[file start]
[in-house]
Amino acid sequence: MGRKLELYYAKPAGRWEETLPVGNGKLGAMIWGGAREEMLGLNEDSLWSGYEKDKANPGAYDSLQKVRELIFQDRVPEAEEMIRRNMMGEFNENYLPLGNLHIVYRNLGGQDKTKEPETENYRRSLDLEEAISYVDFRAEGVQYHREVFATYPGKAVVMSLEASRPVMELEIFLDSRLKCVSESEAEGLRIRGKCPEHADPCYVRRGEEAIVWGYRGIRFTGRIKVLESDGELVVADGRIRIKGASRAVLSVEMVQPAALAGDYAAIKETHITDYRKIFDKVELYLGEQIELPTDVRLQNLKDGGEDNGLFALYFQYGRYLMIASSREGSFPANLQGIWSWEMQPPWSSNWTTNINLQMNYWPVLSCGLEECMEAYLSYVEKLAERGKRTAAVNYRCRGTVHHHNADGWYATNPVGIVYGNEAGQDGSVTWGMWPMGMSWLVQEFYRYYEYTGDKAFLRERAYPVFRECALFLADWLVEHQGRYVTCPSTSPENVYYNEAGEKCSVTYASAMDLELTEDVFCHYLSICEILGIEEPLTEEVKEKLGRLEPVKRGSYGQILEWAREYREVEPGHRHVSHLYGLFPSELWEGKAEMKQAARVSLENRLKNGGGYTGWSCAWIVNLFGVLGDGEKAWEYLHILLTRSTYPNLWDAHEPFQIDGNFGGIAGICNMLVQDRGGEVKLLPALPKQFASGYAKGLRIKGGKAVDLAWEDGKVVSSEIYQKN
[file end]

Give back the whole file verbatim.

[in-house]
Amino acid sequence: MGRKLELYYAKPAGRWEETLPVGNGKLGAMIWGGAREEMLGLNEDSLWSGYEKDKANPGAYDSLQKVRELIFQDRVPEAEEMIRRNMMGEFNENYLPLGNLHIVYRNLGGQDKTKEPETENYRRSLDLEEAISYVDFRAEGVQYHREVFATYPGKAVVMSLEASRPVMELEIFLDSRLKCVSESEAEGLRIRGKCPEHADPCYVRRGEEAIVWGYRGIRFTGRIKVLESDGELVVADGRIRIKGASRAVLSVEMVQPAALAGDYAAIKETHITDYRKIFDKVELYLGEQIELPTDVRLQNLKDGGEDNGLFALYFQYGRYLMIASSREGSFPANLQGIWSWEMQPPWSSNWTTNINLQMNYWPVLSCGLEECMEAYLSYVEKLAERGKRTAAVNYRCRGTVHHHNADGWYATNPVGIVYGNEAGQDGSVTWGMWPMGMSWLVQEFYRYYEYTGDKAFLRERAYPVFRECALFLADWLVEHQGRYVTCPSTSPENVYYNEAGEKCSVTYASAMDLELTEDVFCHYLSICEILGIEEPLTEEVKEKLGRLEPVKRGSYGQILEWAREYREVEPGHRHVSHLYGLFPSELWEGKAEMKQAARVSLENRLKNGGGYTGWSCAWIVNLFGVLGDGEKAWEYLHILLTRSTYPNLWDAHEPFQIDGNFGGIAGICNMLVQDRGGEVKLLPALPKQFASGYAKGLRIKGGKAVDLAWEDGKVVSSEIYQKN